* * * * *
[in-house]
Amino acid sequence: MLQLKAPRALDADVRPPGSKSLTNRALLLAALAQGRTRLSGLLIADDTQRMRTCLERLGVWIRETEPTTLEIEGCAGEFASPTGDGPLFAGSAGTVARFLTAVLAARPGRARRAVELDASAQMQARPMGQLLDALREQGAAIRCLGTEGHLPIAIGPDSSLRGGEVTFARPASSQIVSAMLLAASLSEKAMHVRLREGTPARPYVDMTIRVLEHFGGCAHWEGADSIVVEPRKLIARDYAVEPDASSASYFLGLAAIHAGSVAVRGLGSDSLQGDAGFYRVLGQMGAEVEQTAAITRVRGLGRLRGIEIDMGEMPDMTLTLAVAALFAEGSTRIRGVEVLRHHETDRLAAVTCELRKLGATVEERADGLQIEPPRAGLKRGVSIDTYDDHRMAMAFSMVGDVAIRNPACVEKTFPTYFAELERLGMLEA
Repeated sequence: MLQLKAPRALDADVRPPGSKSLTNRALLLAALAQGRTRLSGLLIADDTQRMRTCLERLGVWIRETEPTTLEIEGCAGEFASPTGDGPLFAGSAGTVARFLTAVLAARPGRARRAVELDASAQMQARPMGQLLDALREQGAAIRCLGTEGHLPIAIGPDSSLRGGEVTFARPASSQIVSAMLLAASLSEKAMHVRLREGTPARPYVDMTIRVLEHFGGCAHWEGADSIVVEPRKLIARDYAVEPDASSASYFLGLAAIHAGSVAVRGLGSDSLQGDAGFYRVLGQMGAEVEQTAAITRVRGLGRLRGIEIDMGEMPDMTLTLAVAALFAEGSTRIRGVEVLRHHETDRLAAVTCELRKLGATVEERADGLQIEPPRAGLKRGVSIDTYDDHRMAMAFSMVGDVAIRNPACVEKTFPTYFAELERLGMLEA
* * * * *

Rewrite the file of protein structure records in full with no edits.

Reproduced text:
[in-house]
Amino acid sequence: MLQLKAPRALDADVRPPGSKSLTNRALLLAALAQGRTRLSGLLIADDTQRMRTCLERLGVWIRETEPTTLEIEGCAGEFASPTGDGPLFAGSAGTVARFLTAVLAARPGRARRAVELDASAQMQARPMGQLLDALREQGAAIRCLGTEGHLPIAIGPDSSLRGGEVTFARPASSQIVSAMLLAASLSEKAMHVRLREGTPARPYVDMTIRVLEHFGGCAHWEGADSIVVEPRKLIARDYAVEPDASSASYFLGLAAIHAGSVAVRGLGSDSLQGDAGFYRVLGQMGAEVEQTAAITRVRGLGRLRGIEIDMGEMPDMTLTLAVAALFAEGSTRIRGVEVLRHHETDRLAAVTCELRKLGATVEERADGLQIEPPRAGLKRGVSIDTYDDHRMAMAFSMVGDVAIRNPACVEKTFPTYFAELERLGMLEA
Repeated sequence: MLQLKAPRALDADVRPPGSKSLTNRALLLAALAQGRTRLSGLLIADDTQRMRTCLERLGVWIRETEPTTLEIEGCAGEFASPTGDGPLFAGSAGTVARFLTAVLAARPGRARRAVELDASAQMQARPMGQLLDALREQGAAIRCLGTEGHLPIAIGPDSSLRGGEVTFARPASSQIVSAMLLAASLSEKAMHVRLREGTPARPYVDMTIRVLEHFGGCAHWEGADSIVVEPRKLIARDYAVEPDASSASYFLGLAAIHAGSVAVRGLGSDSLQGDAGFYRVLGQMGAEVEQTAAITRVRGLGRLRGIEIDMGEMPDMTLTLAVAALFAEGSTRIRGVEVLRHHETDRLAAVTCELRKLGATVEERADGLQIEPPRAGLKRGVSIDTYDDHRMAMAFSMVGDVAIRNPACVEKTFPTYFAELERLGMLEA